Katie Bray


"Yet it is the bright young mezzo Katie Bray who really impresses here, showing both the emotion and colour of voice to support Rosina’s challenging range..."

Alfred Hickling, The Guardian

"The most strikingly successful element of the evening was Katie Bray’s fresh-faced and ingenuous Charlotte. Her olive-toned mezzo projects cleanly... Here is a name to remember."

Rupert Christiansen, The Telegraph

"Katie Bray’s mezzo is richly spiced and colourful in potent performances of the Zemlinsky."

Hugo Shirley, Gramophone

"Katie Bray brings a bright and burnished mezzo-soprano to Rosina, with good coloratura in Una voce poco fa"

John Allison, Daily Telegraph

"Bray’s smoky mezzo wraps itself happily around Rosina’s indignation"

Neil Fischer, The Times

"Katie Bray’s Rosina, who sets off sparks at the top and bottom of her voice and plays the role as a deliciously skittish “live wire”, a classic screen goddess"

Richard Fairman, Financial Times

"But the most complete vocal performance comes from Katie Bray as a justifiably vicious Juno in gold heels and gleaming voice, singing with thrilling control right through from the bright top down to a deliciously malevolent lower register."

David Benedict, The Stage

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Winner of the Dame Joan Sutherland Audience Prize at Cardiff Singer of the World 2019, British mezzo-soprano Katie Bray has become known for her magnetic stage presence and gleaming, expressive tone.

Roles for Opera North have included Hansel Hansel and Gretel, Rosina Il Barbiere di Siviglia, Varvara Katya Kabanova, Louis XV Chair/Female Cat/Owl L’enfant et les sortilèges, Lola Cavalleria Rusticana, and Nancy Albert Herring.

She has also sung with Irish National Opera in the title role, Griselda, English National Opera as Daughter Akhnaten and in The Way Back Home, Scottish Opera as Lucilla La Scala di seta, Welsh National Opera Zerlina, Don Giovanni, Opera Holland Park Mallika Lakmé, English Touring Opera Zenobia Radamisto, Minerva Il ritorno d’Ulisse in patria and Satirino La Calisto, Grimeborn Festival as Charlotte Werther, and with Garsington Opera as Zulma L’Italiana in Algeri, Zaida Il turco in Italia, and most recently Isolier Le Comte Ory, for which she received great acclaim. She also recently performed in a staged cabaret of ‘songs banned by the Nazis’, Effigies of Wickedness, at the Gate Theatre, Notting Hill, in collaboration with English National Opera.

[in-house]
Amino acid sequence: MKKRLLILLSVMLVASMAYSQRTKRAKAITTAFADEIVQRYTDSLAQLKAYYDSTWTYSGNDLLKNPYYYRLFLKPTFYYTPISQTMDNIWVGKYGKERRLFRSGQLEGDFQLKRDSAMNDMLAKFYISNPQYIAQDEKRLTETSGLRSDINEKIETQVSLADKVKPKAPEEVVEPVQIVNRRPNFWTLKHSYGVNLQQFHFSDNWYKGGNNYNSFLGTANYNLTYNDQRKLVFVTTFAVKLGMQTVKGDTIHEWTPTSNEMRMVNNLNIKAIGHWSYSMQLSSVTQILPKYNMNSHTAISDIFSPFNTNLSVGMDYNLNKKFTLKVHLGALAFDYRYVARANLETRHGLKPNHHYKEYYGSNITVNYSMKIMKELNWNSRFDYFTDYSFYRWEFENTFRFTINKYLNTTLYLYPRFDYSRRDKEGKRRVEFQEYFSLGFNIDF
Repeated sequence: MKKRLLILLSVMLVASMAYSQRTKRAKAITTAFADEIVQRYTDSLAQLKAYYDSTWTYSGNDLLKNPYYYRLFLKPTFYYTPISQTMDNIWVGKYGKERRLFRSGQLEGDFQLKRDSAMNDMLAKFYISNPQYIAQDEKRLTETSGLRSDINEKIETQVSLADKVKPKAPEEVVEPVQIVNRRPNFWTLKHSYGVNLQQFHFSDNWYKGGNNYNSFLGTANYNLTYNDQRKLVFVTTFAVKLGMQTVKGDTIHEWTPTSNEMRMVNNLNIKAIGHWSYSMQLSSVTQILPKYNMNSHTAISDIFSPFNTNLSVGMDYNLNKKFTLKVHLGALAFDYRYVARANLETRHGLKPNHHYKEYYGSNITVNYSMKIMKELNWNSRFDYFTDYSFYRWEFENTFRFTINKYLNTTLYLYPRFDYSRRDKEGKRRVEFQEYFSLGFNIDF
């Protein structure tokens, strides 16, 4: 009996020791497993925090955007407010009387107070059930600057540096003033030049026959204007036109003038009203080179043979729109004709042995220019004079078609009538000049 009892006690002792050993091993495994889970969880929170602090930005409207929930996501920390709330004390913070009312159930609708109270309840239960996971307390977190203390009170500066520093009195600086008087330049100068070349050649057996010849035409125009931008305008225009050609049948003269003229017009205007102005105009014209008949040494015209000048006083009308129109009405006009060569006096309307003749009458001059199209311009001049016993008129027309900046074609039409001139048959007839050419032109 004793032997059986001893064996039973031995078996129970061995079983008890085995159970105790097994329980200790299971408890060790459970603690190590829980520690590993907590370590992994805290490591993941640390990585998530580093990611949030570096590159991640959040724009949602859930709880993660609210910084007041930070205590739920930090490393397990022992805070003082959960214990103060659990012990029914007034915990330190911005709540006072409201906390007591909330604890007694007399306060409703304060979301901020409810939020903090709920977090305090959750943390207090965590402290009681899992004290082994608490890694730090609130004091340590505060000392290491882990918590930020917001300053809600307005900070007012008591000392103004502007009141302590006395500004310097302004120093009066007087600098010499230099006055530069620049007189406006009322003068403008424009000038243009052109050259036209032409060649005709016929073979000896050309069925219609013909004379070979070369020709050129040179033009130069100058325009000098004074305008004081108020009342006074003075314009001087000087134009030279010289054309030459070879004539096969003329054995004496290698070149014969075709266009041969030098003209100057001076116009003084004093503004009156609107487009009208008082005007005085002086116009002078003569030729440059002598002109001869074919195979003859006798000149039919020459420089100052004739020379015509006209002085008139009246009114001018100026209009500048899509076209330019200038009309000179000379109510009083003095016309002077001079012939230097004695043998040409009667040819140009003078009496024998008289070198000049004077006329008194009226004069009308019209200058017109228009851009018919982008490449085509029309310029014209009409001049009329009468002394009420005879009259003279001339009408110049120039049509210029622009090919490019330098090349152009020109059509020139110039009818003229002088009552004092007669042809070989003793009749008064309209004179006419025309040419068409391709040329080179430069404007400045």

Equally at home on the concert platform, Katie Bray has performed in prestigious venues such as the Wigmore Hall, Cadogan Hall, and the Holywell Music Room and she appears regularly in the London English Song Festival, where she has directed concerts at Wilton’s Music Hall, as well as at the Oxford Lieder Festival for which she recorded a disc of Schumann songs with Sholto Kynoch. Other recent highlights include a semi-staged version of Wolf’s Italienisches Liederbuch with Christopher Glynn and Roderick Williams at Milton Court Concert Hall and Ryedale Festival, and the premiere of new monodrama Frida with the East London Music Group.

Katie Bray is particularly noted for baroque repertoire and has appeared with Barokksolistene and Bjarte Eike, Monteverdi Choir and Sir John Eliot Gardiner, La Nuova Musica, Ludus Baroque, London Handel Orchestra and Laurence Cummings, Wroclaw Baroque Orchestra, and Spira Mirabilis. She has also appeared with orchestras including the Britten Sinfonia, Royal Philharmonic Orchestra, the Orchestre Chambre de Paris, and the Aalborg Symphony Orchestra.

Highlights include concerts at the Oxford Lieder Festival, Viardot200 Festival, and with the Irish Baroque Orchestra, with the BBC National Orchestra of Wales and Jac van Steen, the Scottish Chamber Orchestra and Peter Whelan, Messiah for the Hallé Orchestra, Beethoven’s Ninth Symphony with the Royal Philharmonic Orchestra at the Barbican and Rosina in The Barber of Seville in Garsington Opera’s 2023 Festival. Future plans include Nancy in Albert Herring for Opera North; a newly written composition by Freya Waley-Cohen's with Manchester Collective and an appearance at Grange Park Opera in 2024.

Katie Bray graduated as a Karaviotis Scholar from the opera course at the Royal Academy of Music, was awarded the Principal’s Prize and won First Prize in the Richard Lewis Singing Competition.

This biography is for information only and should not be reproduced.

Semele (Juno)

Blackheath Halls Opera, (September 2023)